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Notes for before and after getting AI-900, AI-100, AI-102 certified, as we automate AI workflows in the Azure PaaS cloud

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This article presents my notes toward a guided tour to introduce use of Microsoft’s Artificial Intelligence offerings running on the Azure cloud, which Microsoft calls “Cognitive services”.

TL;DR look for “PROTIP:” in this article highlight the author’s hard-won experience.You likely won’t find such information anywhere else. My contribution to the world (to you) is a less overwhelming learning sequence, one that starts with the least complex of technologies used, then more complex ones.

AI = Bing = Cortana = Cognitive Services?

Microsoft has published different lists for what services constitute its “Cognitive Services” brand name to achieve AI-enhanced solutions which mimic human intelligence.

“Cortana” was the brand-name for Microsoft’s AI. Cortana is the name of the fictional artificially intelligent character in the Halo video game series. Cortana was going to be Microsoft’s answer to Alexa, Siri, Hey Google, and other AI-powered personal assistants which respond to voice commands controlling skills that turn lights on and off, etc. However, since 2019, Cortana is considered a “skill” (app) that Amazon’s Alexa and Google Assistant can call, working across multiple platforms.

Microsoft has three service “Providers”:

Asset type Resource provider namespace/Entity Abbre- viation
Azure Cognitive Services Microsoft.CognitiveServices/accounts cog-
Azure Machine Learning workspace Microsoft.MachineLearningServices/workspaces mlw-
Azure Cognitive Search Microsoft.Search/searchServices srch-
  • Search (the “Bing” brand, before OpenAI) was separated out from the “Cognitive Services” to its own at https://docs.microsoft.com/en-us/azure/search, although it’s used in “Conversational AI” using an “agent” (Azure Bot Service) to participate in (natural) conversations. BTW: in 2019 Cortana decoupled from Windows 10 search.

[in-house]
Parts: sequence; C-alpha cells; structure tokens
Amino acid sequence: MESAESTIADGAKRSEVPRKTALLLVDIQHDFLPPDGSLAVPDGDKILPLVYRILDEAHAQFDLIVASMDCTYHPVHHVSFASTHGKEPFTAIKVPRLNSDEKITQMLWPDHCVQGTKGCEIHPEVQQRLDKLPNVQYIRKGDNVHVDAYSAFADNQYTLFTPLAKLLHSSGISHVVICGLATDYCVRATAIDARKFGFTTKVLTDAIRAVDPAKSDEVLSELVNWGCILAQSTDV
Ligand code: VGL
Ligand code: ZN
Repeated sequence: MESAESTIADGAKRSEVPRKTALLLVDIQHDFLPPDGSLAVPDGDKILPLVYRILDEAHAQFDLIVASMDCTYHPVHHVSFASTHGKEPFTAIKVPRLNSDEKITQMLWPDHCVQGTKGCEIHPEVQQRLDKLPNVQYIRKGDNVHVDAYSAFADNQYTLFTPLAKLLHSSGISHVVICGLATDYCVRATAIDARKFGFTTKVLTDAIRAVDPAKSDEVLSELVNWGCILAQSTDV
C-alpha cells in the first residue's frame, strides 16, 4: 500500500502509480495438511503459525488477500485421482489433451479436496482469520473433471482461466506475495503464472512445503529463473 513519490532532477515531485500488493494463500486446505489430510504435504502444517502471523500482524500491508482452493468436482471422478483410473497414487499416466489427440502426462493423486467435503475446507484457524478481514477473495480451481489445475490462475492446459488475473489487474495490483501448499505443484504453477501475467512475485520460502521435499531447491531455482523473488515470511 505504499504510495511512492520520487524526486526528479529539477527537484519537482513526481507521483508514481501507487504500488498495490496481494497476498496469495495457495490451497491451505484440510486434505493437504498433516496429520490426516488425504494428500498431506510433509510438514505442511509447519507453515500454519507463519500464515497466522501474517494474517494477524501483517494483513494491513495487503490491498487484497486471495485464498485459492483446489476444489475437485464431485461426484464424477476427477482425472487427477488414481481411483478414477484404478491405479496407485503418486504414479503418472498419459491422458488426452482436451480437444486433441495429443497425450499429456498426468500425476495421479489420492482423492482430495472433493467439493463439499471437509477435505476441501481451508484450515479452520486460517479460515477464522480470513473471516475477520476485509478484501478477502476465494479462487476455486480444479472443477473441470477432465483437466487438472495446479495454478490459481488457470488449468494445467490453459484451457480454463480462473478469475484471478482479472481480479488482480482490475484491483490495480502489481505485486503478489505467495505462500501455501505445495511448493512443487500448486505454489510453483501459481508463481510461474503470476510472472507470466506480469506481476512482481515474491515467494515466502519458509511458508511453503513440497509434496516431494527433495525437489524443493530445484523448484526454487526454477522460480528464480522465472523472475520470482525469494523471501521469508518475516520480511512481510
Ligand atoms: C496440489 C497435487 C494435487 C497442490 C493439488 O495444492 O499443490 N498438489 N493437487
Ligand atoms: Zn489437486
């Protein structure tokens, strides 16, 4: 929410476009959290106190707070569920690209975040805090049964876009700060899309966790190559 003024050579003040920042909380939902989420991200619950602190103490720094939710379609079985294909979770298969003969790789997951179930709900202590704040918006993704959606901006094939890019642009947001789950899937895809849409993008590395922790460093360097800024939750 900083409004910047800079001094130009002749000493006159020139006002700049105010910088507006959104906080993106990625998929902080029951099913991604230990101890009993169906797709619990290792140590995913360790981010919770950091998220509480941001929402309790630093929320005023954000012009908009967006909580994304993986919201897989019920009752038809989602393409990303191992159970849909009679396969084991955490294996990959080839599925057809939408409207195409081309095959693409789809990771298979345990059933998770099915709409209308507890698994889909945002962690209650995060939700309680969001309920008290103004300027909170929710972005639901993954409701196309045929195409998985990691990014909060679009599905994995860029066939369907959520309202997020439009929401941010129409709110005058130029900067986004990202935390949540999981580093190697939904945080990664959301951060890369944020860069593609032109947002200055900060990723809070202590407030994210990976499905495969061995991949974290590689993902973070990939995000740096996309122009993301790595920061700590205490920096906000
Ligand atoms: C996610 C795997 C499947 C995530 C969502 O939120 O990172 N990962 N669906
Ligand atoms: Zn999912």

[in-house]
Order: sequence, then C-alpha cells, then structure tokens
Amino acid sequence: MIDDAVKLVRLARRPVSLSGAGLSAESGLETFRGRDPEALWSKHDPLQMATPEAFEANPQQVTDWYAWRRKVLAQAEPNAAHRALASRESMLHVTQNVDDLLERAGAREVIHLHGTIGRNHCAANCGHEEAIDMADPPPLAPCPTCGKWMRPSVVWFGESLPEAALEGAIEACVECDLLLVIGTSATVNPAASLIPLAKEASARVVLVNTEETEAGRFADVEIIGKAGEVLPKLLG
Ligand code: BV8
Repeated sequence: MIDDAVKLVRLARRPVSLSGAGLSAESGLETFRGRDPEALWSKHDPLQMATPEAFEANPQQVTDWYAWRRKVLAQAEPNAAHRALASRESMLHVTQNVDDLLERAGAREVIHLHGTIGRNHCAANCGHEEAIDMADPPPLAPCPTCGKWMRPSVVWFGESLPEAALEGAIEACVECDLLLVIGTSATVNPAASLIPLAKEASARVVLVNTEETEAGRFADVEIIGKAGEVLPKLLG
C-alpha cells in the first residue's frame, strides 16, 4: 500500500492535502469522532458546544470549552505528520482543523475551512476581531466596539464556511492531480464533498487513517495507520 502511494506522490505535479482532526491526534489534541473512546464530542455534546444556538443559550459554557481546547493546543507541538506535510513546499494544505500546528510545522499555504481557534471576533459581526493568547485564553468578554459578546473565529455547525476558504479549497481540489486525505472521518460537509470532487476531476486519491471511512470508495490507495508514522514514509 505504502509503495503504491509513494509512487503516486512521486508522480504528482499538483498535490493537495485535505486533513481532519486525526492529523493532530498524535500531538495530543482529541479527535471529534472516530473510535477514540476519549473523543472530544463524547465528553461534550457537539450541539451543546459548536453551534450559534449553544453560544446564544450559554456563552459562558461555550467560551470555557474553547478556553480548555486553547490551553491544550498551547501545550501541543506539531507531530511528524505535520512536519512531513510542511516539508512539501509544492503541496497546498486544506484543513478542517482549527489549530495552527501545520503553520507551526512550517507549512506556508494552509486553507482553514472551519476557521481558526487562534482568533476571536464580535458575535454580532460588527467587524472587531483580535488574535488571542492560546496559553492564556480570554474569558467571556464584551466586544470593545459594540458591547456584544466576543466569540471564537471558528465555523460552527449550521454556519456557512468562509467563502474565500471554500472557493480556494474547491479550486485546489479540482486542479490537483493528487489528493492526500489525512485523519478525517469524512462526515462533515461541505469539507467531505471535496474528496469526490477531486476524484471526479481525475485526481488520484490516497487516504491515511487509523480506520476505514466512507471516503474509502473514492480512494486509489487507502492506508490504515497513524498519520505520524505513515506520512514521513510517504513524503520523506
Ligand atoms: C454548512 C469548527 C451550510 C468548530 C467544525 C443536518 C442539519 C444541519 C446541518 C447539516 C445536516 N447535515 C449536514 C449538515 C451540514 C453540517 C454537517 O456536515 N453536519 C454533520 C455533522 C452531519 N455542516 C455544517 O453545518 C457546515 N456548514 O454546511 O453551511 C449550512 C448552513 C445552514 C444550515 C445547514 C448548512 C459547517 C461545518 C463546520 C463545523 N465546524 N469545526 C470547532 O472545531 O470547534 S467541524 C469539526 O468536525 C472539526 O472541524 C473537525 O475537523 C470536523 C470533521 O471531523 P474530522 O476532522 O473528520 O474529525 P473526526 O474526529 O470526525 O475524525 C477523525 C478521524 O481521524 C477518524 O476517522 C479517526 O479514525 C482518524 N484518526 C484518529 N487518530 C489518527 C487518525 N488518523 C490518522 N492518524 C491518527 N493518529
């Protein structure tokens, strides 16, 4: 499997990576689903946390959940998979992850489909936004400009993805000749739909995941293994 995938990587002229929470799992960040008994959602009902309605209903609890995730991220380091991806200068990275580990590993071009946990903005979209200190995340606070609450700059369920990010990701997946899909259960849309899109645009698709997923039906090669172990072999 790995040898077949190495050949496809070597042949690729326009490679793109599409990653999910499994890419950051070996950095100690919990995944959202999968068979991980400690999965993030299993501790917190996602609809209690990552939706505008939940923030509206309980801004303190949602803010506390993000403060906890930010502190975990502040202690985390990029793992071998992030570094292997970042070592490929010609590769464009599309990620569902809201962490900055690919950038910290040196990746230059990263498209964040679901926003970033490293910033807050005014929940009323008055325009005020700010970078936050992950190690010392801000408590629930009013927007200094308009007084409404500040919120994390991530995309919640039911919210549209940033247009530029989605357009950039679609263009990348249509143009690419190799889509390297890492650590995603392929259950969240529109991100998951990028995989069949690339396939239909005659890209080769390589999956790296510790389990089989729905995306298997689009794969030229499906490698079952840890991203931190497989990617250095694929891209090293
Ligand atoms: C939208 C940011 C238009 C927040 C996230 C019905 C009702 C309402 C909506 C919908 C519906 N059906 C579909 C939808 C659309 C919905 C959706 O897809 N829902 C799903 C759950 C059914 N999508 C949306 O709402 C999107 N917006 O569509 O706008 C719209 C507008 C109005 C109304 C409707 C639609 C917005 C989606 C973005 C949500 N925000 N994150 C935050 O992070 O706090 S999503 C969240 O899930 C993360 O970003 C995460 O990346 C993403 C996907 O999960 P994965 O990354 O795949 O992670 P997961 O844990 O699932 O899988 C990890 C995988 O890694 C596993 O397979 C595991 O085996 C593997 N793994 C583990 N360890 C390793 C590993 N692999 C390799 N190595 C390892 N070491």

Since October 31st, 2020, Bing Search APIs transitioned from Azure Cognitive Services Platform to Azure Marketplace. The Bing Search v7 API subscription covers several Bing Search services (Bing Image Search, Bing News Search, Bing Video Search, Bing Visual Search, and Bing Web Search),

Azure IoT (Edge) Services are separate.

  • https://www.computerworld.com/article/3252218/cortana-explained-why-microsofts-virtual-assistant-is-wired-for-business.html

Azure OpenAI


  • https://azure.microsoft.com/en-us/services/openai/
  • https://learn.microsoft.com/en-us/training/paths/get-started-with-artificial-intelligence-on-azure/
  • https://wilsonmar.github.io/genai for definition of terms and tutorials about Generative AI, which produce new content based on what is described in the input. The OpenAI models are a collection of generative AI models that can produce language, code, and images.
  • https://azure.microsoft.com/pricing/details/cognitive-services/openai-service

In 2019 Microsoft invested $1 billion in the company as time on Azure cloud and to develop a large-scale AI supercomputer built exclusively for OpenAI’s research in Azure. Azure (with RBAC capabilities) power all of OpenAI’s workloads. OpenAI is a San Francisco-based artificial intelligence research laboratory. OpenAI was founded by Elon Musk, Sam Altman, Greg Brockman, and Ilya Sutskever in December 2015 (to compete with Google’s DeepMind acquisition). For that, in 2023, OpenAI exclusively licensed (closed-source) GPT-3 to Microsoft for their products and services. OpenAI’s mission is to artificial general intelligence (AGI). In 2022, OpenAI made available their GPT-3.5 foundation model for free trial, offering several categories of capabilities

  • ChatGPT: Generating natural language: summarizing complex text for different reading levels, suggesting alternative wording for sentences, etc.
  • Generating code: translating code from one programming language into another, identifying and troubleshooting bugs in code, etc.
  • Generating images from text prompts, based on OpenAI’s DALL-E model.

NOTE: Microsoft leverages OpenAI in ALL products and services (including Microsoft Teams):
Click picture for full-page view.

In the Microsoft AI Portfolio diagram above, Azure’s AI services are categorized into three groups:

  • Applied AI Services